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Homemade Indian food with a side of pingpong.
A convenience store in the Elmhurst neighborhood is just about the last place you’d expect to find hot, satisfying, homey Indian food, but Cottage Mart defies expectations. The cozy little store, barely visible from the street underneath the vines and trees that encase it, has all the classic liquor store standbys: Hot Cheetos, Diet Coke, lottery tickets, cigarettes. But come at lunch time and you’ll be immediately struck by the pervasive scent of tikka masala and fresh naan.
Cottage Mart has been owned and operated by husband-and-wife duo Eugene and Kiran Dass since 1984. Every day, they cook up Indian stews, fritters and curries to sling from behind the front counter to curious customers and long-term patrons alike. This isn’t highfalutin fare. Between the handwritten menu on a whiteboard and the fact that the food is made daily in the store owners’ home kitchen, it’s about as folksy and unpretentious as it gets.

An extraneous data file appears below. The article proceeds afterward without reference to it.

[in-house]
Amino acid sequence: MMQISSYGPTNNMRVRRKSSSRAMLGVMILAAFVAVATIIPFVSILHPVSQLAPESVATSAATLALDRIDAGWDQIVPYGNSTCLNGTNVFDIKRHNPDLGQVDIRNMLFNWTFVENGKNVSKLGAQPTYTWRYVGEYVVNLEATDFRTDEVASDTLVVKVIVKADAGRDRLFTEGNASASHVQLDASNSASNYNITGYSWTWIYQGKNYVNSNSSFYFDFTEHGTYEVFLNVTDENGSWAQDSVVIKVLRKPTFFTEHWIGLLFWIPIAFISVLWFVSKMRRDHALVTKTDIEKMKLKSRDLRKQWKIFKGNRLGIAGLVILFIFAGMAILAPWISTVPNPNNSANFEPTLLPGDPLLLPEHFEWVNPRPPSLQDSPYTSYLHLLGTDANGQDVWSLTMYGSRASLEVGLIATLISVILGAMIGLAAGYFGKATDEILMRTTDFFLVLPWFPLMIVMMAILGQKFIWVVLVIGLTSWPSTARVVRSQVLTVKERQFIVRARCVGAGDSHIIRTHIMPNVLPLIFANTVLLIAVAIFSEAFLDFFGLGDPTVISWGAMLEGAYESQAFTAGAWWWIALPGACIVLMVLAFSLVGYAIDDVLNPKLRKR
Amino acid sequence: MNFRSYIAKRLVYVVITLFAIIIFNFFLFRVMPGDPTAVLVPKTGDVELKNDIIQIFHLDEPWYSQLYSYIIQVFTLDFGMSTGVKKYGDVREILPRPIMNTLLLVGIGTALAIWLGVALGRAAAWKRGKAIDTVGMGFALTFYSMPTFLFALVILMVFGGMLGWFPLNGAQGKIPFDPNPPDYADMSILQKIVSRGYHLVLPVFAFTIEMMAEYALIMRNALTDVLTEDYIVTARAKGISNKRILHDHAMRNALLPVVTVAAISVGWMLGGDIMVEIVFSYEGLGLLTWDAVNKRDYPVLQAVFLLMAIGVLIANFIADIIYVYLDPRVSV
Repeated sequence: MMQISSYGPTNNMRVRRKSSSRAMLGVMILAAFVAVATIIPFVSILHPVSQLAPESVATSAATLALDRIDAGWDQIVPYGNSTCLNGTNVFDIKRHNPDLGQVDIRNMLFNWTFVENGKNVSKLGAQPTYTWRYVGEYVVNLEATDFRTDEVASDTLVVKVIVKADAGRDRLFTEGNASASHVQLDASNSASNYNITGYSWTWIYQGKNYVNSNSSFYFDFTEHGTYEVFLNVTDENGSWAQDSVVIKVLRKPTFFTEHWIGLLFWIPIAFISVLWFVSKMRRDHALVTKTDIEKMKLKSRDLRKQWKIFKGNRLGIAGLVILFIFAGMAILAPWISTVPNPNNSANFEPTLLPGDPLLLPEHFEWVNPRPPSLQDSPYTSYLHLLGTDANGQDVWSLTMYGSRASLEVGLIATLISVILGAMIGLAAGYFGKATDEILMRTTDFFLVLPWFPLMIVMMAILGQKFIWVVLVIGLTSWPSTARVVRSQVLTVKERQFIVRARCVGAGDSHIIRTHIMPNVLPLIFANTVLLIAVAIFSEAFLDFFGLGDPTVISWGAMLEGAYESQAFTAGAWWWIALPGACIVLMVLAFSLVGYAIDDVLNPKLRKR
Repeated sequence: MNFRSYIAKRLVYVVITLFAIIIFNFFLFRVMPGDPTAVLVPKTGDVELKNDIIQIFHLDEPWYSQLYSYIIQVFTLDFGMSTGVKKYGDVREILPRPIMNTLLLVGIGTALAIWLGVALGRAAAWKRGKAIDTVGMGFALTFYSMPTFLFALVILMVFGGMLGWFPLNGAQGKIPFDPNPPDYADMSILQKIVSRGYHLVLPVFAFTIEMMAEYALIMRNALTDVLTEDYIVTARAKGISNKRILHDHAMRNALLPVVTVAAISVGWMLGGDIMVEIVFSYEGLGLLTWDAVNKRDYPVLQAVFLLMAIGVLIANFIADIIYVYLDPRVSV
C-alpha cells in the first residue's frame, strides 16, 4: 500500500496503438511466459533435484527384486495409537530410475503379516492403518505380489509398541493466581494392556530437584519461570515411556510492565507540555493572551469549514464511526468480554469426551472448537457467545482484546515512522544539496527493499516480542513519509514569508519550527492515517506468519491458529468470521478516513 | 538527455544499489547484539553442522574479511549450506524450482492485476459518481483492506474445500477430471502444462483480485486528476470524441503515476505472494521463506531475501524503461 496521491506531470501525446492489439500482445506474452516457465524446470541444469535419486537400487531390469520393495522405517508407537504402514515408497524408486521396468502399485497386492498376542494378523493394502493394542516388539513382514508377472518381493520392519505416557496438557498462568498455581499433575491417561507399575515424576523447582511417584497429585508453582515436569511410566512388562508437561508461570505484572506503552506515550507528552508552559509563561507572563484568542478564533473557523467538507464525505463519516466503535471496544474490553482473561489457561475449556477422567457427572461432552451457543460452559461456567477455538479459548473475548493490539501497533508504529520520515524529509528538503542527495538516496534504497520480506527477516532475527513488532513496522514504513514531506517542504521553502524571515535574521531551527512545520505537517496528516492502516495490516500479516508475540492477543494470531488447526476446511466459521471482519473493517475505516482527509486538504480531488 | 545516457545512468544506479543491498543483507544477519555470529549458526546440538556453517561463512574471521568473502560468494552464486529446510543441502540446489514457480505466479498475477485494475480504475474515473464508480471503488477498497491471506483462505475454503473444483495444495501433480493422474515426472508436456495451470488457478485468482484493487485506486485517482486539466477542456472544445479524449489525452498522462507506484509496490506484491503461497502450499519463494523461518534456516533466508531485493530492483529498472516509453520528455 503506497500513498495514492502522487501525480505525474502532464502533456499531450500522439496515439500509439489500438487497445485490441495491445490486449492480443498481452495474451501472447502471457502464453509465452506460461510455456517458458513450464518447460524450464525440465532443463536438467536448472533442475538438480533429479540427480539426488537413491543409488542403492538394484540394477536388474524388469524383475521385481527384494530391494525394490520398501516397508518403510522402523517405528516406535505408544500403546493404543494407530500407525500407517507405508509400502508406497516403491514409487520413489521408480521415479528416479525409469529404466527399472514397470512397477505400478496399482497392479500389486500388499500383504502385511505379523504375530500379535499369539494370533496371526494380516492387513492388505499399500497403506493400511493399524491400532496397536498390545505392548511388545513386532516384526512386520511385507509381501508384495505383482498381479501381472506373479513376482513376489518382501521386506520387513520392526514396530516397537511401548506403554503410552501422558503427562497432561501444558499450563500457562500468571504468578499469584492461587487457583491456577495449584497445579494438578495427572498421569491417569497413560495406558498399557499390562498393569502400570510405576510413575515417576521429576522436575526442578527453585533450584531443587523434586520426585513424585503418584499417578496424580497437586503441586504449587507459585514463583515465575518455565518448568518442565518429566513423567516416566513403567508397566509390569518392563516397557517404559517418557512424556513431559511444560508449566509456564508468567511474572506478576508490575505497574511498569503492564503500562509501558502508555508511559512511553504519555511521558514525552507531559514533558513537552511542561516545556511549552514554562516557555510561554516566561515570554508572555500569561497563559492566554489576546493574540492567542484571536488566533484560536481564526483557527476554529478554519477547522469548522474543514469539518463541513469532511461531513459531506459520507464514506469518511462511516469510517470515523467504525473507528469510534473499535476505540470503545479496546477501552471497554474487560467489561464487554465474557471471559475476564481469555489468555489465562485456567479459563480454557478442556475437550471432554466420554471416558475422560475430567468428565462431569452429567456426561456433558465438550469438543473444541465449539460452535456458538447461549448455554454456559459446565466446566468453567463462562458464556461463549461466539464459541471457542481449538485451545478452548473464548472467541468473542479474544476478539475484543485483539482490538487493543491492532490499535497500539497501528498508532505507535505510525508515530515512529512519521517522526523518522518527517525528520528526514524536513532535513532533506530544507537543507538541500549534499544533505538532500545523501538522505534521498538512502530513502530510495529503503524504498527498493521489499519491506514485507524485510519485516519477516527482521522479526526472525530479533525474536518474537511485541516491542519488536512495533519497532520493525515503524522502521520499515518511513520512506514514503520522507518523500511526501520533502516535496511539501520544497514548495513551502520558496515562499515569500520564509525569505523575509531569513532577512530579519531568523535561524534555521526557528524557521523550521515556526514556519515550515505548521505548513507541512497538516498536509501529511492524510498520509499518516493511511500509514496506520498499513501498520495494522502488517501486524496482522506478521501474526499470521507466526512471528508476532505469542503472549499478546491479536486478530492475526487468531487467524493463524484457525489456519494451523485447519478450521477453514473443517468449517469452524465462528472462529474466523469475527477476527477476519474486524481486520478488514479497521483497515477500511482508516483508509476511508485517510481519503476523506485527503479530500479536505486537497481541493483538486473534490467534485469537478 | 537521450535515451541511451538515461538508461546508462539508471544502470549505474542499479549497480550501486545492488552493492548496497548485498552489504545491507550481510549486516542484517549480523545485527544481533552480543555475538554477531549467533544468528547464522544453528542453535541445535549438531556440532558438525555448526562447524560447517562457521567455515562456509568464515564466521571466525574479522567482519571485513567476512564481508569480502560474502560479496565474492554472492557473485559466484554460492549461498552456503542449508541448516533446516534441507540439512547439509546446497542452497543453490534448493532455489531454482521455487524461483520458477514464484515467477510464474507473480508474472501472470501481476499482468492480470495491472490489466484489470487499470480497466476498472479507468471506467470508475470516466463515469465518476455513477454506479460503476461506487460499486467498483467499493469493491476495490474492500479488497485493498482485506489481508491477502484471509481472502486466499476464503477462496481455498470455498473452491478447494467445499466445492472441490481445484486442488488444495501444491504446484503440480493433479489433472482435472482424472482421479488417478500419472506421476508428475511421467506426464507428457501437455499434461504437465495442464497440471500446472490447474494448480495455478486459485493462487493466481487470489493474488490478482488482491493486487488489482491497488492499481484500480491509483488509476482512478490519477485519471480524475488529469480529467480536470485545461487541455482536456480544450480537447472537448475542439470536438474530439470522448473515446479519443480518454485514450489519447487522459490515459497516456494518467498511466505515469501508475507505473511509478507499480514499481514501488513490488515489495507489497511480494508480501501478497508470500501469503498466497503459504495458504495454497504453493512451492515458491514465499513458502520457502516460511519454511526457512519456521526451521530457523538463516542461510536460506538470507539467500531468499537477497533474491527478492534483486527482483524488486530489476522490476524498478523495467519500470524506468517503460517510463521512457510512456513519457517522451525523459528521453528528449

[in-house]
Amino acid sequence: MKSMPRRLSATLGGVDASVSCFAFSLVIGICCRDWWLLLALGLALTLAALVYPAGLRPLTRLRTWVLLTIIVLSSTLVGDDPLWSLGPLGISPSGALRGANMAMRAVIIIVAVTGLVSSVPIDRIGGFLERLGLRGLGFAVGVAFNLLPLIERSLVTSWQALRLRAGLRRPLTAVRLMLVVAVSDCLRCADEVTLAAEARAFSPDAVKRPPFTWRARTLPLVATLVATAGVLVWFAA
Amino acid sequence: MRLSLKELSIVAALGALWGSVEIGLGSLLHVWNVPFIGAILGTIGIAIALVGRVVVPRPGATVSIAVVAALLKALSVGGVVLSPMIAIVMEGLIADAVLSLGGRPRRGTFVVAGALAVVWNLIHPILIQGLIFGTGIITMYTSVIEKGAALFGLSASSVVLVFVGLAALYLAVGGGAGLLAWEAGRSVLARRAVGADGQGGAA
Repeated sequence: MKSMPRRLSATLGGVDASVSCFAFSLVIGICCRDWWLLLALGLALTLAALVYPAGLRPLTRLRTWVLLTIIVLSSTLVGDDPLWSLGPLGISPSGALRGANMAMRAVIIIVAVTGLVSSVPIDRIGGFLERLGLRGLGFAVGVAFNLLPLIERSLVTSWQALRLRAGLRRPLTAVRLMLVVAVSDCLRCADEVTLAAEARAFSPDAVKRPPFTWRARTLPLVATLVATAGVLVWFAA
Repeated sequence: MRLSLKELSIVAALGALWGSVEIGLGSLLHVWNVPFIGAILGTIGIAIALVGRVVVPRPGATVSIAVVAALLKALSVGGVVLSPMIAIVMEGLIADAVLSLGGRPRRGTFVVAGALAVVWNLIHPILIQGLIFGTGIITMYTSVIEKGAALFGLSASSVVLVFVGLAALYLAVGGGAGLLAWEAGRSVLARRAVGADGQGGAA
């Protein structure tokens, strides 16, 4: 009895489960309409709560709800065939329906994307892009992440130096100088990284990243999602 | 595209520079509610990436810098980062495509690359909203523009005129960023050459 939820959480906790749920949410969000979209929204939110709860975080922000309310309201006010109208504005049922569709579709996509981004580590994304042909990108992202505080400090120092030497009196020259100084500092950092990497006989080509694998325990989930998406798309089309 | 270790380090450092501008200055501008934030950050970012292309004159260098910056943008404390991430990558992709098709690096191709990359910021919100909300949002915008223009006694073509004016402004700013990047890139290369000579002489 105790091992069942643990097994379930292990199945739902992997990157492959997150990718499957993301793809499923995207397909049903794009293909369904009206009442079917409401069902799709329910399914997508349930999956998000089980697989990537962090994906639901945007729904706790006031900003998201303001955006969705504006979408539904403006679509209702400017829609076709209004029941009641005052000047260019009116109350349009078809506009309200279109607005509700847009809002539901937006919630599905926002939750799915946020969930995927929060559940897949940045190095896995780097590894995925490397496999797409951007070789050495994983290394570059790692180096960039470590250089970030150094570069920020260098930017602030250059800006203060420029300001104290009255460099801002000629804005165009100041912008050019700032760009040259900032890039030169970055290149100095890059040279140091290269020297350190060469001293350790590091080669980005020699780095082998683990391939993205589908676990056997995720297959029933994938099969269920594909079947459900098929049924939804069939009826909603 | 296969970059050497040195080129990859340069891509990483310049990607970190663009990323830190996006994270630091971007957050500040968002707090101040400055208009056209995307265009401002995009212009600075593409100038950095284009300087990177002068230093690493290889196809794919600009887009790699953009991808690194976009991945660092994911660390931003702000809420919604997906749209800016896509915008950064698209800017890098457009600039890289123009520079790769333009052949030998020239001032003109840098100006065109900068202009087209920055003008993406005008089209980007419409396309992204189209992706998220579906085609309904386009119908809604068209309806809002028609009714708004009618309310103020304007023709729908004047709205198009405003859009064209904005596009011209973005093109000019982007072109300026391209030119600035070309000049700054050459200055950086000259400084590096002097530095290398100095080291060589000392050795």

You can get tandoori chicken and chicken tikka masala, and you’d be well-advised to add rice and naan to any order. But the more exciting dishes are the vegetarian options. At my most recent visit, Kiran had whipped together a vat of bhartha, an eggplant curry that was rich and meaty in flavor thanks to a generous employment of onion, ginger, cumin and garlic. I ate it alongside the bhindi masala, a heavily spiced okra-and-tomato curry dish. Slightly more mild in taste but equally appetizing were the Dasses’ no-fuss takes on chana masala, a chickpea stew, and saag aloo, a spinach and potato curry.
While everything I’ve eaten at Cottage Mart has been enjoyable, half the allure of this to-go Indian food spot is the oddball charm of its environment. Cottage Mart itself is rather cute, with its dark wood-paneled interior and pingpong table, and its earthy-looking outside. And then there are its owners, both as warm and comforting as their homemade food. At my last visit, Kiran was quick to engage me in conversation about how she can’t eat her own cooking because the smell of all of the spices day in and day out makes her sick. Meanwhile, Eugene was extolling to me the health benefits of his tamarind and mint dipping sauces (both excellent and necessary should you order the samosas or pakoras, by the way) before challenging me to a game of pingpong.
It’s worth mentioning that while the hot food is normally available only at lunch, it’s served until closing on Fridays, at which time patrons are encouraged to join the weekly mini pingpong competition.
2130 51st St.; (916) 739-6310